Effect of proinflammatory diet before pregnancy on gestational age and birthweight: The Japan Environment and Children's Study. Ishibashi Makiho,Kyozuka Hyo,Yamaguchi Akiko,Fujimori Keiya,Hosoya Mitsuaki,Yasumura Seiji,Masahito Kuse,Sato Akiko,Ogata Yuka,Hashimoto Koichi, Maternal & child nutrition The daily diet plays a role in systematic inflammation and may be one of the causes of preterm birth. We aimed to examine the effect of a daily proinflammatory diet before pregnancy on gestational age and birthweight using a large birth cohort in Japan. We used data of singleton pregnancies in the Japan Environment and Children's Study involving live birth from 2011 to 2014 to calculate the dietary inflammatory index. We used individual meals with 30 food parameters from a semiquantitative food frequency questionnaire, which assessed diet intake before pregnancy. Participants were categorized according to the quartile of dietary inflammatory index. A multiple logistic regression model was used to estimate the risk of a proinflammatory diet on preterm birth (PTB) before 37 or 34 weeks and low birthweight (LBW) less than 2,500 or 1,500 g, accounting for maternal age, body mass index before pregnancy, smoking status, education, and household income. After applying our inclusion criteria, 89,329 participants were eligible for the present study. Multiple regression analysis showed that the proinflammatory diet had an increased risk of PTB < 34 weeks (adjusted odds ratio: 1.29, 95% confidence interval [1.07, 1.55]) and <2,500-g LBW (adjusted odds ratio: 1.08, 95% confidence interval [1.01, 1.16]) compared with the control. In conclusion, a proinflammatory diet before pregnancy was a risk factor for PTB < 34 weeks and LBW < 2,500 g. Therefore, proinflammatory diet needs to be controlled to improve perinatal prognosis. 10.1111/mcn.12899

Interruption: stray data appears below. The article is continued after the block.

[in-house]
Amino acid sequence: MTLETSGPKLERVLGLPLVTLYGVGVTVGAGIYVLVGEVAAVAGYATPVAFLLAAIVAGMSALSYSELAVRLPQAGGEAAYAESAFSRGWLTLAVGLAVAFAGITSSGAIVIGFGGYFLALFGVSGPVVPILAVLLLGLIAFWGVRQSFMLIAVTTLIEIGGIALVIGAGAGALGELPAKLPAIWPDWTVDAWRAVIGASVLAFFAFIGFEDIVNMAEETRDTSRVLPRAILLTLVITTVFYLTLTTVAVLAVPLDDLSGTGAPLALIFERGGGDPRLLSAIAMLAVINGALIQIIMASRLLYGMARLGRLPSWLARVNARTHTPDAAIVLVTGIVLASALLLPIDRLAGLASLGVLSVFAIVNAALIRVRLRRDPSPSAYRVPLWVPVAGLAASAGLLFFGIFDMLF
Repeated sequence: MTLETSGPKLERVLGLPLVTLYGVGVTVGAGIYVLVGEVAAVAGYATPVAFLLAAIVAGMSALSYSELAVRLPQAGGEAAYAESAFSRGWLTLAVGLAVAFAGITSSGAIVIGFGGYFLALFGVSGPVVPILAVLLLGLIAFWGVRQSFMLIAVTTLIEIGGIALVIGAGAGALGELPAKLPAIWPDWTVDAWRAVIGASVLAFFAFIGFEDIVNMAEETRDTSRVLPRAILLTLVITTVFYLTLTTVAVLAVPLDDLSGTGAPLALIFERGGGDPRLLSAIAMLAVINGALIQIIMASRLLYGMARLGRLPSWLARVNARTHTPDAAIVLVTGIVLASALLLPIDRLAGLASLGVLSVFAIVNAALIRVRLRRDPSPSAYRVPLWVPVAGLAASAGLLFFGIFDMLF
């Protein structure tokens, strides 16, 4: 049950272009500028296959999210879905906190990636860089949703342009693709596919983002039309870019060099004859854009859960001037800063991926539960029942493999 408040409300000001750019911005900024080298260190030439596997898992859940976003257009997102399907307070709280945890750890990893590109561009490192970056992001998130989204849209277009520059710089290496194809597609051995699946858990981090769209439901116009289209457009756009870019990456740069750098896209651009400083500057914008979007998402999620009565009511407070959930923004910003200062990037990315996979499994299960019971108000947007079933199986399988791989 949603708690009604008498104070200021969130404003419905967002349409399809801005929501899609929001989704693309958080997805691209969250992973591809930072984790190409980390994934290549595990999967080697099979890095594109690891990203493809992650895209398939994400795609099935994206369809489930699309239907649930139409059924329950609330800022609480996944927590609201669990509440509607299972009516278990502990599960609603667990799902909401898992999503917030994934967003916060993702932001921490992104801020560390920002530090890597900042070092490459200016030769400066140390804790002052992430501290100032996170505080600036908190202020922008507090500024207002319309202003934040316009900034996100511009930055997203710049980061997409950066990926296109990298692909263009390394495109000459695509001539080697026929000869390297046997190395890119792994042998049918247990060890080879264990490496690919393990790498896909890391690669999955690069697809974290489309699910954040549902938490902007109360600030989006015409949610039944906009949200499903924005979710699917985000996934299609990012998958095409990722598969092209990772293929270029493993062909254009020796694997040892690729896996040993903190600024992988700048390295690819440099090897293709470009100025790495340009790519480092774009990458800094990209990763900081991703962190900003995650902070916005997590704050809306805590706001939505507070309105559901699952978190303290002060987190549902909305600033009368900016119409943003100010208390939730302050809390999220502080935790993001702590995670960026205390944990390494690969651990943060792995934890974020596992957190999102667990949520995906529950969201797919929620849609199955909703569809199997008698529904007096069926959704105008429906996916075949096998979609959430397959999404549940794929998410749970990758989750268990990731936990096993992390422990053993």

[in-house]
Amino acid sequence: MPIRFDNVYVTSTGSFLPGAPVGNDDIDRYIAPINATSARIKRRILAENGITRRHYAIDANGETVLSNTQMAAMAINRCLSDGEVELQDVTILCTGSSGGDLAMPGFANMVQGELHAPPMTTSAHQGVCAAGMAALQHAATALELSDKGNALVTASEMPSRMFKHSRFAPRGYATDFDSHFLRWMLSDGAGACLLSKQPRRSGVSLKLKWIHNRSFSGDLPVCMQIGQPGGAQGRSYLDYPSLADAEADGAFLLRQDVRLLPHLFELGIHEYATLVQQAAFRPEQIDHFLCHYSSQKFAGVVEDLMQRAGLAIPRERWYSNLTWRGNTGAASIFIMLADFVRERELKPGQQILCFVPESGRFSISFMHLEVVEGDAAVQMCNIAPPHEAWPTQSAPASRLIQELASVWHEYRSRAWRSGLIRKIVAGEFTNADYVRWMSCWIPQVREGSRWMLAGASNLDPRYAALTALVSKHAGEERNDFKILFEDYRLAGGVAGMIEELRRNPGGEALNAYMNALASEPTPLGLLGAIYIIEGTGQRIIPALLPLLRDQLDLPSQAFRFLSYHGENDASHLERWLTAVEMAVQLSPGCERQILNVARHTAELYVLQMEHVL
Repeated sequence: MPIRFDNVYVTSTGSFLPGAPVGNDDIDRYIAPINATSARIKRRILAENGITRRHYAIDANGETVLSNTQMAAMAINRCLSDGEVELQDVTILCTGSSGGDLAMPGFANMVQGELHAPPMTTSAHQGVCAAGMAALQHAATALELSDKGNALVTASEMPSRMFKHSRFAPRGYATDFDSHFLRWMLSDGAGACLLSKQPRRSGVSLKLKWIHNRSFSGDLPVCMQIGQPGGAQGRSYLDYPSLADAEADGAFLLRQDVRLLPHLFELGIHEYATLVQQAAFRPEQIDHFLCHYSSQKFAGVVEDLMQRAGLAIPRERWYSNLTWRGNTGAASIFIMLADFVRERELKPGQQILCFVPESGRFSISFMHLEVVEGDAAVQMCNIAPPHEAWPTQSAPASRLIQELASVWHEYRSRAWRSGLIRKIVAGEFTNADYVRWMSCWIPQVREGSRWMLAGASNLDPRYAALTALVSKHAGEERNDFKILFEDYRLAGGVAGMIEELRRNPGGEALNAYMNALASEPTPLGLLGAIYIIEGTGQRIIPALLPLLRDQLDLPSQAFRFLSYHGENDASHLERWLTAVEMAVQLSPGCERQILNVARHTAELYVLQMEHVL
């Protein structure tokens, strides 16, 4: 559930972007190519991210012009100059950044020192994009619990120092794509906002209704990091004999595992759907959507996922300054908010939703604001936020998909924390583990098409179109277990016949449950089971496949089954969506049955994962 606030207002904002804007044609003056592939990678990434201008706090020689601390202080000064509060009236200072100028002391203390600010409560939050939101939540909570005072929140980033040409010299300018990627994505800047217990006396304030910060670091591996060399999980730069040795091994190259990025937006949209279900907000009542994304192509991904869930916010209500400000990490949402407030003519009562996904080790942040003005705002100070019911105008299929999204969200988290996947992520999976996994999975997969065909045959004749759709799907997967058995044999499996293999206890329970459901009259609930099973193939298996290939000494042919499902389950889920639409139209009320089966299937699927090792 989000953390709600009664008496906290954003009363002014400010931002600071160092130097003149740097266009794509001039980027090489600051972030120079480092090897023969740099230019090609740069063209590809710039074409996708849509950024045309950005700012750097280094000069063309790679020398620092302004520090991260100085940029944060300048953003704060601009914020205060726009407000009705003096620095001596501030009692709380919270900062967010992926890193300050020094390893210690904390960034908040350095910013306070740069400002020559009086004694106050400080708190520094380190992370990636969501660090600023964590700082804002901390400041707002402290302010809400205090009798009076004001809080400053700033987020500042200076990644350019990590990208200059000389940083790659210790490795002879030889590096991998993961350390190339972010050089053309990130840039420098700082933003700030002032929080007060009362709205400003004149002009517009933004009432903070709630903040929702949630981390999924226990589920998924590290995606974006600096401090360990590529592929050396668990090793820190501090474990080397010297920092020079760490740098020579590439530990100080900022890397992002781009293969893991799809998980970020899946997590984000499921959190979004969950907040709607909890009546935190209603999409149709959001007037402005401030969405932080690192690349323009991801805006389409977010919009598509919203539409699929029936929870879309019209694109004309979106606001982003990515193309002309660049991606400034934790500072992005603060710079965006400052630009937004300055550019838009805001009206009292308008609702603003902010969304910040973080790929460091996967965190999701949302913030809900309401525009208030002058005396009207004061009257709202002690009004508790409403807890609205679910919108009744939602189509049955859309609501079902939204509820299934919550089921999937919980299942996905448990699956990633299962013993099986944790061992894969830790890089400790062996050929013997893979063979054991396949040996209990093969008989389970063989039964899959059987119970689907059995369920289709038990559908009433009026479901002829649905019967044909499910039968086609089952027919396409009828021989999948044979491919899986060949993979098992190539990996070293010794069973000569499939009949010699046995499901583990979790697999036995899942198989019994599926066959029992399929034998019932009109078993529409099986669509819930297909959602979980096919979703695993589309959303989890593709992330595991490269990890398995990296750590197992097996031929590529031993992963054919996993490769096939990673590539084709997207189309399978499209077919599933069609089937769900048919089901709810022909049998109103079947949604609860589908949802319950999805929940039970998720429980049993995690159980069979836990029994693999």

Non-esterified fatty acids as biomarkers of diet and glucose homeostasis in pregnancy: The impact of fatty acid reporting methods: NEFA reporting methods affect dietary and cardiometabolic endpoints. Azab Sandi M,de Souza Russell J,Ly Ritchie,Teo Koon K,Atkinson Stephanie A,Morrison Katherine M,Anand Sonia S,Britz-McKibbin Philip Prostaglandins, leukotrienes, and essential fatty acids BACKGROUND:Sparse data exists on the utility of individual serum non-esterified fatty acids (NEFAs) as clinical and dietary biomarkers and how reporting methods could affect these associations. We investigated the associations of 19 serum NEFAs expressed as µM or mol%, with self-reported dietary intake data, and cardiometabolic health indicators in pregnant women. METHODS:In this cross-sectional study, 273 pregnant women in their second trimester each completed a semi-quantitative food-frequency questionnaire and provided fasting serum samples. Comprehensive serum NEFA analysis was performed by multisegment injection-nonaqueous capillary electrophoresis-mass spectrometry. We evaluated the associations of NEFAs using two different reporting methods, with diet quality, specific foods intake, and measures of adiposity and glucose homeostasis. RESULTS:Consistently stronger dietary correlations were observed when expressed as mol%. Serum ω-3 NEFAs were associated with diet quality and fish/fish oil daily servings (DHA mol%, r= 0.37; p = 4.8e-10), and odd-chain NEFAs were associated with full-fat dairy intake (15:0 mol%, r = 0.23; p = 9.0e-5). Glucose intolerance was positively associated with odd chain NEFAs as expressed in µM (r = 0.21; p= 0.001) but inversely associated when expressed as mol% (r = -0.31; p= 2.2e-7). In contrast, monounsaturated NEFAs (µM and mol%) had robust positive associations with pre-pregnancy BMI, second trimester skin-fold thickness, glycated hemoglobin, fasting glucose, and glucose intolerance. CONCLUSIONS:This study demonstrates the utility of specific NEFAs and their sub-classes as viable dietary and clinical biomarkers when reported as their relative proportions. More research is needed to investigate inconsistencies between absolute concentrations and relative proportions when reporting fatty acids. 10.1016/j.plefa.2021.102378